“It is essential that we have a strong Tribal Council to effectively lead us...”
I believe that I have the integrity and capability of providing the fresh leadership that the Bishop Paiute Tribe needs now.
I assure you and the voting members that I am not running for any monetary gain or power that comes from being on the Tribal Council. I feel a duty to apply my experience and education for the betterment of the Tribe as I truly want to see us thrive and survive.
There are certain skills of a good leader that I have always tried to emulate. Those skills that I particularly value are:
Of all the skills, I think this is the most important. If you do not have integrity, you will never be a good leader, no matter how smart or educated you are. Throughout my career, I have always strived to be honest and to maintain a strong moral compass. The highest praise that I received was when my General Counsel told a roomful of people that I had the most integrity of anyone he knew.
A good leader must be able to look beyond today and into the future. A short term gain is not worth it if your idea or project will be negatively impacted further down the road. On the other hand, the startup costs of a project may be expensive but the long term gain will outweigh the initial cost. I always perform a cost-benefit analysis when considering ideas, both on a professional and personal level.
A good leader must be able to look beyond today and into the future. I live by Harry Truman’s motto: “The buck stops here.” I have always taken responsibility for my actions and decisions. I do not play the blame game.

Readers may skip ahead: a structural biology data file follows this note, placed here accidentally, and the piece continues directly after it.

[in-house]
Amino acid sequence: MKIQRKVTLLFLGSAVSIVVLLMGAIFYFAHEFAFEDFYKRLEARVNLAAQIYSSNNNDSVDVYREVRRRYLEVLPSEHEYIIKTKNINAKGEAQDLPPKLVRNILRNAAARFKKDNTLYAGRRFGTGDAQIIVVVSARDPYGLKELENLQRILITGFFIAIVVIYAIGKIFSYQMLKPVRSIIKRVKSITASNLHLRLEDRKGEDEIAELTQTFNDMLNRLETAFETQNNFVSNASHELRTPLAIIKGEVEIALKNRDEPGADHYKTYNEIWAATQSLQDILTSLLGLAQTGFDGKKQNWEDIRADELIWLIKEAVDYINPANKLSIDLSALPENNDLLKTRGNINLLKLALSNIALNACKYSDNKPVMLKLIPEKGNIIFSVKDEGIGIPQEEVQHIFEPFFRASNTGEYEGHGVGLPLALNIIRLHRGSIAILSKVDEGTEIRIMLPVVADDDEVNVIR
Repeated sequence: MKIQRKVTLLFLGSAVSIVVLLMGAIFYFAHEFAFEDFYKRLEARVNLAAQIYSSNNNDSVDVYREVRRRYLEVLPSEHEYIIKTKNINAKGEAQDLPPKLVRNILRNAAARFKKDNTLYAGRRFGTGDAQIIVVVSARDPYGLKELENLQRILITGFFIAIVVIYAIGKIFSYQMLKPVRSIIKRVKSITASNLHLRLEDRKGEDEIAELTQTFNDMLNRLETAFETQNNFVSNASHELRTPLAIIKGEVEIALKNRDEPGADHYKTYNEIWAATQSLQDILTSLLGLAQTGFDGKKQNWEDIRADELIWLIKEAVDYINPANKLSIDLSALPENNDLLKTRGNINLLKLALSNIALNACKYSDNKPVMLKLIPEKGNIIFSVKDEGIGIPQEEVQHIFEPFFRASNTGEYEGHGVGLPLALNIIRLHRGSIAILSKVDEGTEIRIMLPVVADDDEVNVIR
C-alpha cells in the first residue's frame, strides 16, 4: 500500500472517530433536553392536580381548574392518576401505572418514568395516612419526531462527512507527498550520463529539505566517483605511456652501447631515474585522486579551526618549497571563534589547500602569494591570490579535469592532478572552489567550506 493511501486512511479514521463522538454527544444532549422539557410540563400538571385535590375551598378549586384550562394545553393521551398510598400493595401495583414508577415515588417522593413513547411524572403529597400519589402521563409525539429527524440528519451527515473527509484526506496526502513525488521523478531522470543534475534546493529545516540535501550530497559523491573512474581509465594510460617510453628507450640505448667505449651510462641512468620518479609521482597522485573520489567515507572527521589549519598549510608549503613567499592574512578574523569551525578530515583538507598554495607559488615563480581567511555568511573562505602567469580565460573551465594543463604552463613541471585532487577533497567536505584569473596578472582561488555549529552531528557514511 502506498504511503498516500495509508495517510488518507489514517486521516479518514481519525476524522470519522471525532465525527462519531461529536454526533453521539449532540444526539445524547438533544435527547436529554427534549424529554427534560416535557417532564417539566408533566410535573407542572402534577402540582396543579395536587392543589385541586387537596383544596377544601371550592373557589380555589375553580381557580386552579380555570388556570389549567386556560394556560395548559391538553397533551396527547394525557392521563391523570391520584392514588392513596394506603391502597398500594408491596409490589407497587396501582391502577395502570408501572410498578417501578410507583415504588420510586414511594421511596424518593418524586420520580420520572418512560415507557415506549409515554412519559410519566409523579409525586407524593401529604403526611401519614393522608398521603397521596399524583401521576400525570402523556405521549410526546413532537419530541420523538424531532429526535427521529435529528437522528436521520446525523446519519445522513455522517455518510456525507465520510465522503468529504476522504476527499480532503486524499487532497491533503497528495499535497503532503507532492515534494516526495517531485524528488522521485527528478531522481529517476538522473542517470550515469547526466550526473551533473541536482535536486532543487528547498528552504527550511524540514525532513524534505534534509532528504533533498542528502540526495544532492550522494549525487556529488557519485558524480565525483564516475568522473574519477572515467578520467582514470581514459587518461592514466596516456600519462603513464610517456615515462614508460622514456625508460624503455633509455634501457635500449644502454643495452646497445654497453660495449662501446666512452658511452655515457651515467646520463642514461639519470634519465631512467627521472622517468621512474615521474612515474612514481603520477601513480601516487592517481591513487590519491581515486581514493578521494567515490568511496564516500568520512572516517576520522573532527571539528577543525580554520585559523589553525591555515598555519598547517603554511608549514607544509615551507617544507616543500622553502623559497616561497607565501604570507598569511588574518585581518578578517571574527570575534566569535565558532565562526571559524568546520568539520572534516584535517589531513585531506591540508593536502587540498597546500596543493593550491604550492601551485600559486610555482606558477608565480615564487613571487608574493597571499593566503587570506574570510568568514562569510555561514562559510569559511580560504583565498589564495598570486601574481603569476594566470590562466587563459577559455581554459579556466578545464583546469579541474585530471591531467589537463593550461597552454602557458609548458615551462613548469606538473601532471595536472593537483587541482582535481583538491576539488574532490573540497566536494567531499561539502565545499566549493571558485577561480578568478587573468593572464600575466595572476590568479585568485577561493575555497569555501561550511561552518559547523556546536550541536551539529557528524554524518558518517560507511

There is nothing worse than waiting for a party to make a decision, unless it is waffling on a decision after it has been made. A good leader will not make a hasty decision that they may need to back-pedal on. I do my research and consult with the appropriate stakeholders before making a decision. Once that decision is made, I stand by it.
A good leader is able to listen and communicate in a clear concise manner. Too often I have seen parties come out of a meeting with no clear understanding of the direction they have been given. I have developed strong listening skills and will always confirm that tribal members that I communicate with understand what is being said or asked of them.
Lastly, I would like to note that it is essential that we have a strong Tribal Council to effectively lead us towards greater success as our lives begin to return to normal.
While we navigate this period of uncertainty it is critical that we put a qualified, caring Tribal Council in place to help guide our tribal community through this pandemic and social uproar to ensure we come out on the other end better than we found ourselves when these crises began.